Today, Chinese government officials are alleging cyber attacks
(hacking attempts) from the United States (click here for more).
"The defense ministry and China military online
websites have faced a serious threat from hacking attacks since they were
established, and the number of hacks has risen steadily in recent years,"
said a ministry spokesman, Geng Yansheng, earlier today.
Earlier this month the United States said that a Chinese
military unit is probably behind a series of hacking attacks mostly targeting
America (click here for more).
Do you think that the US and China hacking
dispute adds to diplomatic tension between China and the US?
What do these hacking related charges do to Chinese
suspicions about Washington's motives in Asia and arguments over issues from
trade to human rights?
French author Stéphane Hessel's wife, Christiane
Hessel-Chabry, told France's AFP news agency on Wednesday, that the 95-year-old
writer had died Tuesday night in Paris (click here for more).
Hessel led a long, courageous, and storied life. According
to the Guardian one French magazine stated: "Stéphane Hessel, dead? It's
hard to believe. He seemed to have become eternal, the grand and handsome old
Hessel was a member of the French Resistance during the
Second World War. He was arrested by the
Gestapo and sent to concentration camps where he was tortured, sentenced to
death, and managed to escape (click here for more).
Hessel was a great champion of human rights!
Of note to international scholars, Hessel worked along side
Eleanor Roosevelt in drafting and editing the Universal Declaration of Human
Rights in 1948. Today, the UN High
Commissioner for Human Rights, Navi Pillay said, "Stéphane Hessel was a
towering figure in the human rights world. His close involvement with the team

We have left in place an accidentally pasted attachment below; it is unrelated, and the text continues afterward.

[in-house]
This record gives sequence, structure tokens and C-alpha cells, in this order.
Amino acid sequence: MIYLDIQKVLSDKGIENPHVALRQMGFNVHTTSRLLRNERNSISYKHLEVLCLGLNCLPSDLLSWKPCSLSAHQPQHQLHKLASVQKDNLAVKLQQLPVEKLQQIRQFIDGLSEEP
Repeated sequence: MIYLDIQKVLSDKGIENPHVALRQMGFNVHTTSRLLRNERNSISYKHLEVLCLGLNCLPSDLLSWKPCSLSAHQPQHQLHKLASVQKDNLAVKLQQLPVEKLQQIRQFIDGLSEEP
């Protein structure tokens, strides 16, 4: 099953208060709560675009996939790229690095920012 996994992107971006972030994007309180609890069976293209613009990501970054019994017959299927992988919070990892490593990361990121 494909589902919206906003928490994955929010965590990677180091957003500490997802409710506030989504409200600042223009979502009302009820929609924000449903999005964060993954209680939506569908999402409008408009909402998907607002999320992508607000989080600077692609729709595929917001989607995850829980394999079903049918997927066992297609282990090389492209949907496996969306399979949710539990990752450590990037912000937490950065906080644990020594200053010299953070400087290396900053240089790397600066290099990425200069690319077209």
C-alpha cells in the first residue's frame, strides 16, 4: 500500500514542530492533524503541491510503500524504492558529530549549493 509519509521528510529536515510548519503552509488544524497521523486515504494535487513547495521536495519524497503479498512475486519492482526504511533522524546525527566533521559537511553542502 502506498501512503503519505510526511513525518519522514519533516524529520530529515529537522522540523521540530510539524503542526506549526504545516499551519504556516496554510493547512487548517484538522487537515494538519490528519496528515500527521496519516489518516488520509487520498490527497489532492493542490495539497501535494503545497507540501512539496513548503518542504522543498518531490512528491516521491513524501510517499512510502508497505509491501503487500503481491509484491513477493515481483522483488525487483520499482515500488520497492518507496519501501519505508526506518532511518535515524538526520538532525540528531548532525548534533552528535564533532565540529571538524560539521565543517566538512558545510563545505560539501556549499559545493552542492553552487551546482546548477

who drafted the Universal Declaration is enough by itself to earn him a place
of honor in global history. But he went on to do so much more, and kept
contributing to the advancement of human rights well into his 90s."
Above: An English translation of "Indignez-Vous!"
In October 2010, Hessel published "Indignez-Vous!" - a pamphlet
that urged young people to seek justice by peaceful rebellion against what he
termed the dictatorial forces of international capitalism (click here for
Why do you think Hessel's pamphlet, "Indignez-Vous!,"
served to ignite the Occupy movement in Europe and the United States?
Why do you think that some people came from
World War II with a realist outlook while Hessel emerged from the Nazi
concentration camps an idealist?
The annual celebration of International Women's Day will be
Friday, 8 March this year. On International Women's Day our global village celebrates
the economic, political, and social achievements of women past, present, and
Above: Park Geun-hye at her inauguration as South Korean president.
In some places like China, Russia, Vietnam and Bulgaria,
International Women's Day is a national holiday. How will you celebrate women
in your community? International Women's Day honors the work of women,
celebrates women's success, and reminds of inequities still to be redressed.
Sadly, gross gender inequalities remain and entrenched part
of our culture. While ever small, the number of female leaders serving as heads
of state has declined in recent years. An
unprecedented total of twenty served during late 2010 and mid-2012.
There are currently 193 Member States of the United Nations.